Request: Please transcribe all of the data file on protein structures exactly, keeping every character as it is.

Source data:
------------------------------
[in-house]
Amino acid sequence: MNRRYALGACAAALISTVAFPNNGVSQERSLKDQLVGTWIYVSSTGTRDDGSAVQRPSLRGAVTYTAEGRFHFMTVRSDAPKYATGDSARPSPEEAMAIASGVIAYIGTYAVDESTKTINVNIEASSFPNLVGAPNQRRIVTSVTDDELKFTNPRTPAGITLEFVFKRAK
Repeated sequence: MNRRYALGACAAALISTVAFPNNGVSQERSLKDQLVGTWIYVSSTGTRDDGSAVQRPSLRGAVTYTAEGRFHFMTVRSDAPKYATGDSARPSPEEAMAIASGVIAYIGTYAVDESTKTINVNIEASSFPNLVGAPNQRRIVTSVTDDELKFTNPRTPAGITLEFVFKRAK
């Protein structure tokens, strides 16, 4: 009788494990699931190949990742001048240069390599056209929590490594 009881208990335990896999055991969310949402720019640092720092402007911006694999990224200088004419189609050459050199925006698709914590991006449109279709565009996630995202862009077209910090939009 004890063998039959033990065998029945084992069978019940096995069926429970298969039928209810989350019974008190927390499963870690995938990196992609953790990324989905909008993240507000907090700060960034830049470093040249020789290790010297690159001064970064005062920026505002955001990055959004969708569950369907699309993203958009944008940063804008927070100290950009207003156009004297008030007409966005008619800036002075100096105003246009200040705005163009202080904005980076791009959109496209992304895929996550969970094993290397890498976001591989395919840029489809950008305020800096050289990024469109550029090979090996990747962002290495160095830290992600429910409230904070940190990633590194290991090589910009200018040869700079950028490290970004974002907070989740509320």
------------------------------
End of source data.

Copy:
[in-house]
Amino acid sequence: MNRRYALGACAAALISTVAFPNNGVSQERSLKDQLVGTWIYVSSTGTRDDGSAVQRPSLRGAVTYTAEGRFHFMTVRSDAPKYATGDSARPSPEEAMAIASGVIAYIGTYAVDESTKTINVNIEASSFPNLVGAPNQRRIVTSVTDDELKFTNPRTPAGITLEFVFKRAK
Repeated sequence: MNRRYALGACAAALISTVAFPNNGVSQERSLKDQLVGTWIYVSSTGTRDDGSAVQRPSLRGAVTYTAEGRFHFMTVRSDAPKYATGDSARPSPEEAMAIASGVIAYIGTYAVDESTKTINVNIEASSFPNLVGAPNQRRIVTSVTDDELKFTNPRTPAGITLEFVFKRAK
């Protein structure tokens, strides 16, 4: 009788494990699931190949990742001048240069390599056209929590490594 009881208990335990896999055991969310949402720019640092720092402007911006694999990224200088004419189609050459050199925006698709914590991006449109279709565009996630995202862009077209910090939009 004890063998039959033990065998029945084992069978019940096995069926429970298969039928209810989350019974008190927390499963870690995938990196992609953790990324989905909008993240507000907090700060960034830049470093040249020789290790010297690159001064970064005062920026505002955001990055959004969708569950369907699309993203958009944008940063804008927070100290950009207003156009004297008030007409966005008619800036002075100096105003246009200040705005163009202080904005980076791009959109496209992304895929996550969970094993290397890498976001591989395919840029489809950008305020800096050289990024469109550029090979090996990747962002290495160095830290992600429910409230904070940190990633590194290991090589910009200018040869700079950028490290970004974002907070989740509320």